A reader from England describes her Welsh gelding as “way more whoa than go.” She writes, “I want to do as much as possible at liberty with him and build a bond and incentive for him to want to be with me.” That’s the good news!
The trouble is: “When I have got on him I always struggle to get him to move, I have to resort to moving his hindquarters over and then sometimes he will go forwards. I don’t try to increase my pressure or frustration as know this wont help and I don’t use a whip. I do feel that I try to make my energy come up more but he doesn’t seem to blend in with that and just stays there!”
One of the first questions we should ask is: how is your tack fitting?
She answers “I ride in a Dr Cook and bareback (only rides of 10-15 minutes).”
The little tack involved is likely not causing pain and clearly she is not overworking the little guy.
I asked her: “Is your horse easy to move forward on the ground without you on his back?“
She responds: “He does stop when leading also so I’ve tried zig zagging in straight lines changing direction and this seems to free him up.”
Her answer lets me know that her pony likely does not have a clear cue that he understands to move forward.
It’s very important to teach the forward on the ground and in the saddle. If you continue to allow a resistant horse not to move, they will often continue to disrespect the cue and that may escalate into crow hopping or half rearing. Nip that in the bud just like another horse would nip your horse’s bottom!
#1: Get those horses moving on the ground first! No matter how kind and sweet you want to be, it’s necessary that you can get your horse to move. This is both for leadership, which is beneficial to the relationship, and safety.
#2: It’s easiest to get your horse moving from a distance behind them and slightly angled off to the side out of kicking range. (see the picture to the right of Corinne driving Keifer) If you stand at your horses shoulder or girth sometimes your energy will block your horse. Initially I just move my horse one or two steps and then reward him by walking away. Then I want my horse to freely move away from me with a rush of energy when I ask. If you aren’t sure how to go about this please watch my video on my training tips page.
#3: Teach your horse a cue that transfers from the ground to the saddle. I like to touch my horse on the hindquarters with a dressage whip from the ground. The hindquarters create the power and the push.
Even if my horse moves with energy and body language I still teach the whip cue because once I’m in the saddle this cue carries over while I’m teaching my horse to respond to my legs.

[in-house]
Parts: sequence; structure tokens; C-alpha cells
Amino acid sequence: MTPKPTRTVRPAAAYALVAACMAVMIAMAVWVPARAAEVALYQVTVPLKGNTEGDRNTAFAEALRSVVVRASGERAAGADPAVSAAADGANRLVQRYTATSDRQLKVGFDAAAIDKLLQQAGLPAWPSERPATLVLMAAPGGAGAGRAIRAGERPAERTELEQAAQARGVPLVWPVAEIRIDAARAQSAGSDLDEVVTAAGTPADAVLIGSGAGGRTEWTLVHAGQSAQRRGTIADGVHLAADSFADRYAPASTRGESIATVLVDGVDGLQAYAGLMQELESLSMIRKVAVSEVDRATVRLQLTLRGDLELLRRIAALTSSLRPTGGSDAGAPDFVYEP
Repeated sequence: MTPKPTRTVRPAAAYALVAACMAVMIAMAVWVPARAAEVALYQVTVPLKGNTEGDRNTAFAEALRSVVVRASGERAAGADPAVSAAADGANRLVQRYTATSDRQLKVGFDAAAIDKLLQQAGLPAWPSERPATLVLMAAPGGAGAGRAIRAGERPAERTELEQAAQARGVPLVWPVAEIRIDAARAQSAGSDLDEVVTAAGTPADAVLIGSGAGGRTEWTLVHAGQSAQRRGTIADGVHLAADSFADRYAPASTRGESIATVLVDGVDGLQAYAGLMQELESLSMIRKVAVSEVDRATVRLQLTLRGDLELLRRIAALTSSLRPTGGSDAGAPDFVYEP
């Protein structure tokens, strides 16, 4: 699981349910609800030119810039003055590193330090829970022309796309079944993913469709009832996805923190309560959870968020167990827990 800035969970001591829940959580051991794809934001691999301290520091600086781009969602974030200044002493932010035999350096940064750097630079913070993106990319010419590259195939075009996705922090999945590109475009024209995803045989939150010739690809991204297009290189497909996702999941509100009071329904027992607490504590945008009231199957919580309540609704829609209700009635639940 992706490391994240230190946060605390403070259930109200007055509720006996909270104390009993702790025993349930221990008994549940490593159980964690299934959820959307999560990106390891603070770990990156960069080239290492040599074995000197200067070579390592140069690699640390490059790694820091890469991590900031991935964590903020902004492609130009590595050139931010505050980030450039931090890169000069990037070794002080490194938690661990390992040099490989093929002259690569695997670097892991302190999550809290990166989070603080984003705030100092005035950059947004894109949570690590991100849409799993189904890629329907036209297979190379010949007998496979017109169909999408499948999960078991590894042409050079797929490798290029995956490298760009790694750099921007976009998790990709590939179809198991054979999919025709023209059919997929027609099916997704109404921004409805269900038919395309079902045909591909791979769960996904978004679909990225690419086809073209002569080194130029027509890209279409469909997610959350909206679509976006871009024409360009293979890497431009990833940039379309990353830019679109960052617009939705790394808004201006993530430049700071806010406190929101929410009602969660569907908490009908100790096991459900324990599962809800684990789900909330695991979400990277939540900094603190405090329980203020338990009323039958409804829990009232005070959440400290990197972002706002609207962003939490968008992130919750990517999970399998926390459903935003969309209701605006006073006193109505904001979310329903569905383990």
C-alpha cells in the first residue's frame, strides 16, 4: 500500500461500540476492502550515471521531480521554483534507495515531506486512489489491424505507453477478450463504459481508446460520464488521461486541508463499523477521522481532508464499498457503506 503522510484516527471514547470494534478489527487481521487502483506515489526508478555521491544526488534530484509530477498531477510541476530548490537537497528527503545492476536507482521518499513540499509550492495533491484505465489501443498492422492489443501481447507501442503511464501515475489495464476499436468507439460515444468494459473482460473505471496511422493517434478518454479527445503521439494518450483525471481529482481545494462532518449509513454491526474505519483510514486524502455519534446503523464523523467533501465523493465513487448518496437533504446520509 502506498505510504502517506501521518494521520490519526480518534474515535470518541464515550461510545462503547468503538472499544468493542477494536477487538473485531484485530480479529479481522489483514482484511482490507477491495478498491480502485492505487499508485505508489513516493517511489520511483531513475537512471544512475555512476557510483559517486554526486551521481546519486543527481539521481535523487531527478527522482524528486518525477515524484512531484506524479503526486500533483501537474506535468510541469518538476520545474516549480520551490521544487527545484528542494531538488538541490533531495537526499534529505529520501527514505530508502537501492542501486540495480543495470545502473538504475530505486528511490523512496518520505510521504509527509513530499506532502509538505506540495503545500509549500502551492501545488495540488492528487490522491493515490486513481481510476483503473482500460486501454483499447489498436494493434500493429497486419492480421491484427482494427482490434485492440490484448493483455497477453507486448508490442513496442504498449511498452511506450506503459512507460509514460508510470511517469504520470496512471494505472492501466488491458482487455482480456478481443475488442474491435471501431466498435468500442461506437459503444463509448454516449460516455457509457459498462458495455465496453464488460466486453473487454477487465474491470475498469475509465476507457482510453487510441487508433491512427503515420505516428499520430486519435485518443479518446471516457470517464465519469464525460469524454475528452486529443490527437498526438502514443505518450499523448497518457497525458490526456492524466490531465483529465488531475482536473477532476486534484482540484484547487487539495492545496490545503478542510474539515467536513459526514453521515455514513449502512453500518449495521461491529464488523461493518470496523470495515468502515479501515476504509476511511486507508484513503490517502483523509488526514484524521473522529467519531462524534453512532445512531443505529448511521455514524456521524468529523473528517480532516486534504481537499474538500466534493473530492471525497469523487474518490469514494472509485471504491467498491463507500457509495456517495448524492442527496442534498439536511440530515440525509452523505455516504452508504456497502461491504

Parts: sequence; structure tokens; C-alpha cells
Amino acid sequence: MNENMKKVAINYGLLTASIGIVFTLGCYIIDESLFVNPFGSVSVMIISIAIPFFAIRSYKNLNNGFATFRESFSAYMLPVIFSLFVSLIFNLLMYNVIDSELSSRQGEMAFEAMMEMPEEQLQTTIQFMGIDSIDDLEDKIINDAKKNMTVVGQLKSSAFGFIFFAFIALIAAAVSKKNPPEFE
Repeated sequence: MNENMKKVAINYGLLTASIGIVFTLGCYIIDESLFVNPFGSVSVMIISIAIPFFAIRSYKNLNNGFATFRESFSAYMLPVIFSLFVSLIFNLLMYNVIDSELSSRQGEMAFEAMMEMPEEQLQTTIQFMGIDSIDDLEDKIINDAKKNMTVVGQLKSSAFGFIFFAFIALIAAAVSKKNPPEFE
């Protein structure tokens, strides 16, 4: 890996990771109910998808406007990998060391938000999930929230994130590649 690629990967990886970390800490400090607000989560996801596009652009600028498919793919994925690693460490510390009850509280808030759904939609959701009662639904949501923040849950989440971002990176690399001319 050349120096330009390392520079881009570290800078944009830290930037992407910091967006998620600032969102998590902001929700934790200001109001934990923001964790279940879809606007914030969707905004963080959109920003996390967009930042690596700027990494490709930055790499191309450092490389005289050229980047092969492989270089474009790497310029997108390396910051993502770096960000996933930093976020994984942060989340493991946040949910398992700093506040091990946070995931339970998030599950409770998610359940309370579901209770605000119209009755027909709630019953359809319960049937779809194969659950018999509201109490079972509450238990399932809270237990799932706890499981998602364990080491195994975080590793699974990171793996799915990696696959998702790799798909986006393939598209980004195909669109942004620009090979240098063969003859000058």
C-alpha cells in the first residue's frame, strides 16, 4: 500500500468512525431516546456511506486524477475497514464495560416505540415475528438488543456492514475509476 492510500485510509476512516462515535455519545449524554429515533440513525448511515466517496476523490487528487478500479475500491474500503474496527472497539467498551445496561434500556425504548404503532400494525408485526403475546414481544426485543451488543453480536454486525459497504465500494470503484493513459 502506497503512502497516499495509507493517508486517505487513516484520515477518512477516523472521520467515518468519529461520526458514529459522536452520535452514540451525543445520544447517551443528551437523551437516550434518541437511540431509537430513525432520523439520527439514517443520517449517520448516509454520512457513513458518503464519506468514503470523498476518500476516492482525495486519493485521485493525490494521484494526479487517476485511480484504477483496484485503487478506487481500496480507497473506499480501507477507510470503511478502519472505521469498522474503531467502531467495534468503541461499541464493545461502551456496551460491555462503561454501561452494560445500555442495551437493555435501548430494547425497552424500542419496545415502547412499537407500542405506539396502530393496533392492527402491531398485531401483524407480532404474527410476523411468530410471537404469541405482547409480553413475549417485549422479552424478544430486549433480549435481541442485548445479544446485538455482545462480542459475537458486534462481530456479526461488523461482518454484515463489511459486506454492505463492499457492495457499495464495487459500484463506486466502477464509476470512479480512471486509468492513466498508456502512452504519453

People are often very cautious to use a whip, but just because you carry a whip, does not mean that you are going to strike your horse. You have hands, but that doesn’t mean you punch people.
#4. If you are leading or companion walking with your horse then use your whip behind you to engage your horse’s hindquarters and get him to hustle up next to you as Corinne is doing in the photo to the left with Keifer.
#5. Use your energy. If you believe in your ability to move your horse they will believe it too. Imagine your energy is increasing and push it at your horse like a wave. If you are leading and you step livelier your horse is more likely to perk up too. Note that Corinne is almost prancing in the photo at the top of this blog and Keifer responds by prancing too! If you are riding, revving up your internal energy will also carry over to your horse.
Practice getting your horse moving or come see the liberty exercises in action at one of my workshops! I’ve got new dates for this year in Duncan! See the pic on the right for more information or check out the workshops page.
#6. Watch horses in a herd environment. You will learn a ton by observing how they relate to each other. They don’t pull each other around by the heads, but drive each other. At first they ask nicely, but they escalate their signals rapidly if the other horse ignores them.
#7 Ask your horse to move as quietly as you can. Imagine that your horse will respond in the most ideal fashion and give him the benefit of the doubt. You will teach your horse to resist you if you start out guns blazing. It’s disrespectful to your horse. However, once you’ve started asking for him to move, do not back off until you get a result. Escalate your cues until the horse moves.
Do not hesitate once you’ve started asking for movement. Your horse sees that hesitation and interprets it as lack of confidence and leadership. Give your horse a few seconds to respond and then he better get moving!
#8: Stay calm. You don’t have to go all Yosemite Sam to get your horse to move, even if you are jumping up and down waving your arms (which makes you look like Yosemite Sam).
#9: If you are riding, then give your horse a gentle hug with your legs and a push with your seat to ask for forward. The idea isn’t to squeeze so hard that you get a leg cramp.
If your horse doesn’t respond add a tap with the whip or give some quick light flutters with your leg. Kicking hard will cause your horse to tense up through the mid section and encourages a horse to balk. (Imagine if someone came over and clunked you in the sides. Kidney shots cause you to double over, not step out dancing.) Release all your cues when your horse moves on.
#10 Reward your horse when he tries! Back off for a bit or you can pet them, verbally praise him or even give your horse a treat.
Do you have trouble getting your horse moving? Share in the comments below. Thanks for reading!